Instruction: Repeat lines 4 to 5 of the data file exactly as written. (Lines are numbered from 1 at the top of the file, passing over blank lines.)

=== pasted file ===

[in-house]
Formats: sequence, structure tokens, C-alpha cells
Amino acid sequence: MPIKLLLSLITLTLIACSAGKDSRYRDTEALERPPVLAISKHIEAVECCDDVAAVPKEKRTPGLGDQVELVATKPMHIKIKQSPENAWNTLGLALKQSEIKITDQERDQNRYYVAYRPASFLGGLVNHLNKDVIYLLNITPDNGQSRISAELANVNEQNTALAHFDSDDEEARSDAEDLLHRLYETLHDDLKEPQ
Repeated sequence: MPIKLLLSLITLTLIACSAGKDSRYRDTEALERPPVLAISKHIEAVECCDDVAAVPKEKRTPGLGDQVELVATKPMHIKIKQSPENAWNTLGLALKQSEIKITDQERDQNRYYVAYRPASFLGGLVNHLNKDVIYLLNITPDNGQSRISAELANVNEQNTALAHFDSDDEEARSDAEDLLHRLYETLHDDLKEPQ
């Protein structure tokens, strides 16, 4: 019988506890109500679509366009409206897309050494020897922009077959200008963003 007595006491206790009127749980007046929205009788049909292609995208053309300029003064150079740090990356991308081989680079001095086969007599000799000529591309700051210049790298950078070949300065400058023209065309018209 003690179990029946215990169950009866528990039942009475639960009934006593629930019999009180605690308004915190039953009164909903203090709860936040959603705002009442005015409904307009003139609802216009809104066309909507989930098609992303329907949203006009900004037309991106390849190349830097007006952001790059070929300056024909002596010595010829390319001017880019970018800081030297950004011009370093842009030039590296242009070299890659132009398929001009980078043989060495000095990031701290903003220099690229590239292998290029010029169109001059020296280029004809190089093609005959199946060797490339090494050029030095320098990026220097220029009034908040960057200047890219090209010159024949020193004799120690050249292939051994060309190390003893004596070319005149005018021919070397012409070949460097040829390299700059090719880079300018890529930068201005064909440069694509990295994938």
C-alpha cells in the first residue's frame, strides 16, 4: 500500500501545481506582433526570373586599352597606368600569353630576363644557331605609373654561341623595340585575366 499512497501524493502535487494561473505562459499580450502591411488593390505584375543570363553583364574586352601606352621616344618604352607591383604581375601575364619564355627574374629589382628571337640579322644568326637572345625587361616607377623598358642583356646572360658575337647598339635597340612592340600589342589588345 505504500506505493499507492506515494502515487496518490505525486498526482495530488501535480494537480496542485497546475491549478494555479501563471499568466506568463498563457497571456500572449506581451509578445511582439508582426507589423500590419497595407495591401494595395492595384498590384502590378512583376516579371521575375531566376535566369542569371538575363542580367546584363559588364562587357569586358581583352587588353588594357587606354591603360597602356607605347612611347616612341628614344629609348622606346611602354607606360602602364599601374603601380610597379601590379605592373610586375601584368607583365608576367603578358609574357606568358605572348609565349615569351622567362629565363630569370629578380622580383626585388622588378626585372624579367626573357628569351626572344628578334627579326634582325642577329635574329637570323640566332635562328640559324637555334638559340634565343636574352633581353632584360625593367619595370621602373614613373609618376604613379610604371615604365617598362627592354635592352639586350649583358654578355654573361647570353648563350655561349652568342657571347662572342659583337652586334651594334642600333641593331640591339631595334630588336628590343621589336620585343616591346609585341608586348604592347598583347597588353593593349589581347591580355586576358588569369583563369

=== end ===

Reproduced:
Repeated sequence: MPIKLLLSLITLTLIACSAGKDSRYRDTEALERPPVLAISKHIEAVECCDDVAAVPKEKRTPGLGDQVELVATKPMHIKIKQSPENAWNTLGLALKQSEIKITDQERDQNRYYVAYRPASFLGGLVNHLNKDVIYLLNITPDNGQSRISAELANVNEQNTALAHFDSDDEEARSDAEDLLHRLYETLHDDLKEPQ
């Protein structure tokens, strides 16, 4: 019988506890109500679509366009409206897309050494020897922009077959200008963003 007595006491206790009127749980007046929205009788049909292609995208053309300029003064150079740090990356991308081989680079001095086969007599000799000529591309700051210049790298950078070949300065400058023209065309018209 003690179990029946215990169950009866528990039942009475639960009934006593629930019999009180605690308004915190039953009164909903203090709860936040959603705002009442005015409904307009003139609802216009809104066309909507989930098609992303329907949203006009900004037309991106390849190349830097007006952001790059070929300056024909002596010595010829390319001017880019970018800081030297950004011009370093842009030039590296242009070299890659132009398929001009980078043989060495000095990031701290903003220099690229590239292998290029010029169109001059020296280029004809190089093609005959199946060797490339090494050029030095320098990026220097220029009034908040960057200047890219090209010159024949020193004799120690050249292939051994060309190390003893004596070319005149005018021919070397012409070949460097040829390299700059090719880079300018890529930068201005064909440069694509990295994938």